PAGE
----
Australian dramatist and writer Jack Hibberd was born on 12 April, 1940 in the Victorian town of Warracknabeal, near Bendigo. His professional training was initially as a Doctor, however he left medicine in 1967 to concentrate on his endeavours as a playwright. In 1968 a program of his short plays was performed at the University of Melbourne. Hibberd became a founding member of the La Mama Company (later the Australian Performing Group – APG). In 1973 Hibberd was granted a writers fellowship from the Australia Council's Literature Board which enabled him to continue writing full-time.
Although he admits to being inspired by a number of artists including Brecht, Beckett and Pinter, Hibberd's writing is uniquely his own. It is also uniquely Australian. He is a pioneer in his exploration of the “ocker” mentality and many of his writings feature themes like Australian masculinity, Australian National Identity and the role of women in Australian social culture, and make good use of the Australian vernacular. Hibberd openly rejects naturalism as a satisfactory theatrical medium and the influence of Brecht can be readily seen in many of his plays, particularly those that require a degree of audience participation such as Dimboola (1969) and Liquid Amber (1982).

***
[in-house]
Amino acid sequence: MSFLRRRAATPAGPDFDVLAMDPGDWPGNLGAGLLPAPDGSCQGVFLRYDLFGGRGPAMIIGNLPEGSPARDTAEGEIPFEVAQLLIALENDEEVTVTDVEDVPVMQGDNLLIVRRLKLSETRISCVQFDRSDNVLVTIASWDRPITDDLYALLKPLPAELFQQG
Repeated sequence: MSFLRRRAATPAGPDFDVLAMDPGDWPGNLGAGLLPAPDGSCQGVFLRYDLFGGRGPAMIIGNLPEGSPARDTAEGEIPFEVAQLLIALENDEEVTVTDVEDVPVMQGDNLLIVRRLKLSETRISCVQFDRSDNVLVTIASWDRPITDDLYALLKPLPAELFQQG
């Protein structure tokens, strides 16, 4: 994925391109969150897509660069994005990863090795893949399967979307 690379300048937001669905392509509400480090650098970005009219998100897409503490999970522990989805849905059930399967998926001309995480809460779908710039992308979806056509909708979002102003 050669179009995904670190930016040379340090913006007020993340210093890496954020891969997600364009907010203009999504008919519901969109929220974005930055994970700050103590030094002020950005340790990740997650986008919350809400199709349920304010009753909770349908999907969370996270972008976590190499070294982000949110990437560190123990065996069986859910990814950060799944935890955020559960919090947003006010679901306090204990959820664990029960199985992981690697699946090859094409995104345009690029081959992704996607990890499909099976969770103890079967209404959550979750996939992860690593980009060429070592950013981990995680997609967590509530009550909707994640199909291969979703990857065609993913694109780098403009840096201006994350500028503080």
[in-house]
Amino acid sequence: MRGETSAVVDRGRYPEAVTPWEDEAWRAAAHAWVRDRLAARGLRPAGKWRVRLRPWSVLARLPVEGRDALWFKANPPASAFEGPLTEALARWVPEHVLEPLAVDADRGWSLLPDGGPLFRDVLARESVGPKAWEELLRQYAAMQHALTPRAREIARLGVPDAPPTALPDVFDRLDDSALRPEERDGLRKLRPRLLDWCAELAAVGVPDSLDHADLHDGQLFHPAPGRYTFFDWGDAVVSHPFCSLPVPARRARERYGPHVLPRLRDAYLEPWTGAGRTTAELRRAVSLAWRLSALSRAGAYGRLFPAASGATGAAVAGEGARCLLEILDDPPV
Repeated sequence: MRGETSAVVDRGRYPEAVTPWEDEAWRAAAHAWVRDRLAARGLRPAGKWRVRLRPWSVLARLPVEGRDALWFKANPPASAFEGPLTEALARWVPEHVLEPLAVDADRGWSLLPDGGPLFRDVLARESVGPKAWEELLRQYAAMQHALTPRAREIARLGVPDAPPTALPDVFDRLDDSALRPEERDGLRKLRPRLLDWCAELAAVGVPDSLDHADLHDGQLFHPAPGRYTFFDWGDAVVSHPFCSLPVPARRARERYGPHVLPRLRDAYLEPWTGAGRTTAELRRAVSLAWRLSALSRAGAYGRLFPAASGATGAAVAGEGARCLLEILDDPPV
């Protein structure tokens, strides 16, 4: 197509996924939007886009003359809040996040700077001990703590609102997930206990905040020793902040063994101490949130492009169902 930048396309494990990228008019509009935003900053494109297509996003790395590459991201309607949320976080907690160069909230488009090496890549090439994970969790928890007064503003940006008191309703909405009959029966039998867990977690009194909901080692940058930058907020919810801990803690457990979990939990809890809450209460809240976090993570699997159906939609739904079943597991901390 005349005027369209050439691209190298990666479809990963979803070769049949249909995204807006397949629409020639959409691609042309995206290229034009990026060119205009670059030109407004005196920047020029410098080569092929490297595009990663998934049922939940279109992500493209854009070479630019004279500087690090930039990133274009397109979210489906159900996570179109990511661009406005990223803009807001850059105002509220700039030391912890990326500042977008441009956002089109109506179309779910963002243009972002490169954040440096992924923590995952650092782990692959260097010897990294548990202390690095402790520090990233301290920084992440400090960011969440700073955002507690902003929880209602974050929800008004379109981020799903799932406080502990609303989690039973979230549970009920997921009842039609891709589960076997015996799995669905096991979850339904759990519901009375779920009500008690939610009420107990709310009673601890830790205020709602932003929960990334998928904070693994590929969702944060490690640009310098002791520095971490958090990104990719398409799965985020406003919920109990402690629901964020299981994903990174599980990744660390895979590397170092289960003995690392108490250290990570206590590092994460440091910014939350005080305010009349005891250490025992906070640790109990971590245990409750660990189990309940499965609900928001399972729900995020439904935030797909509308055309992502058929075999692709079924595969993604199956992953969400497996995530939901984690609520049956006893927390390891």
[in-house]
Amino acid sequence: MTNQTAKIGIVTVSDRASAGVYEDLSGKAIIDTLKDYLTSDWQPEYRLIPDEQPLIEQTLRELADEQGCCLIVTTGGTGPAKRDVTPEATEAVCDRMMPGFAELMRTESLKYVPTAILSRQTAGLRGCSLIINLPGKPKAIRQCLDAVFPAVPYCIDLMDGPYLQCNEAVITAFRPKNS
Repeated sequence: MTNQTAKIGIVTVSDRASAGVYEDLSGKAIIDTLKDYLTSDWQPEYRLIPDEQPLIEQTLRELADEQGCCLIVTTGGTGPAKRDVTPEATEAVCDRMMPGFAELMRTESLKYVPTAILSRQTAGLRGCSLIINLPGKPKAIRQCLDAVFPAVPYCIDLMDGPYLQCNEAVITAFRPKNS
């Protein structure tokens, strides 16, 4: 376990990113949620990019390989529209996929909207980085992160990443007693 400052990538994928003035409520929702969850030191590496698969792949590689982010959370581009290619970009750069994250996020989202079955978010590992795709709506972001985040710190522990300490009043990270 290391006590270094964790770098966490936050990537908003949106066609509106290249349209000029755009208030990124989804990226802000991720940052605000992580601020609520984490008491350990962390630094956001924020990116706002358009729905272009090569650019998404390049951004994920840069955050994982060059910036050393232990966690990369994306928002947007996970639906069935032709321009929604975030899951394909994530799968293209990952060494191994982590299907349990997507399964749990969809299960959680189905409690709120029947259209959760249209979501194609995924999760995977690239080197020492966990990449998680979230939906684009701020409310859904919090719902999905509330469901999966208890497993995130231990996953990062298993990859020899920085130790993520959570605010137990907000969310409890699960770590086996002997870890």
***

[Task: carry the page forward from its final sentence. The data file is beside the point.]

In line with his frequent departure from realism Hibberd makes use of music and song in a number of his plays including Peggy Sue (1974) which engages the contemporary Rock-N-Roll of the 1950's and 60's, and A Toast to Melba which called on a more classical style of music. The year 1981 saw the production of the enormously successful Smash Hit, a comical satire on musicals.
Although not prone to delve into the psychology of characters or their circumstance, Hibberd has none the less produced a large number of plays for the solo actor, his most famous being A Stretch Of The Imagination (1972), while others include Memoirs of a Carlton Bohemian (1977), A Man Of Many Parts (1980) and Death Warmed Up (1984).
In 1986, Hibberd abandoned the theatre and returned to medicine. He continued to write however and produced a number of novels including Memoirs Of An Old Bastard (1989), The Life Of Riley (1991) and Perdita (1992). Other non-theatrical writing endeavours include translations of poetry including Baudelaire's Le vin des amants (1977), and general works such as The Barracker's Bible: a dictionary of sporting slang, a collaboration with Garrie Hutchinson published in 1983.
After an absence of seven years, Jack Hibberd returned once more to the Australian theatre scene in 1993. He has produced a number of works in both theatre and verse and some of his recent works include Legacy (1997), The Genius of Human Imperfection (1998) and The Death of Ivan Ilych (2002). In recent years Hibberd has also gained respect as a noted arts journalist and have been a contributor to a number of leading publications including The Australian, Meanjin and The Bulletin. Hibberd won the National Book Critics' Circle (USA) Award for the Finest Work of Fiction in 1976. The plays of Jack Hibberd continue to performed by amateur and professional theatre companies around Australia.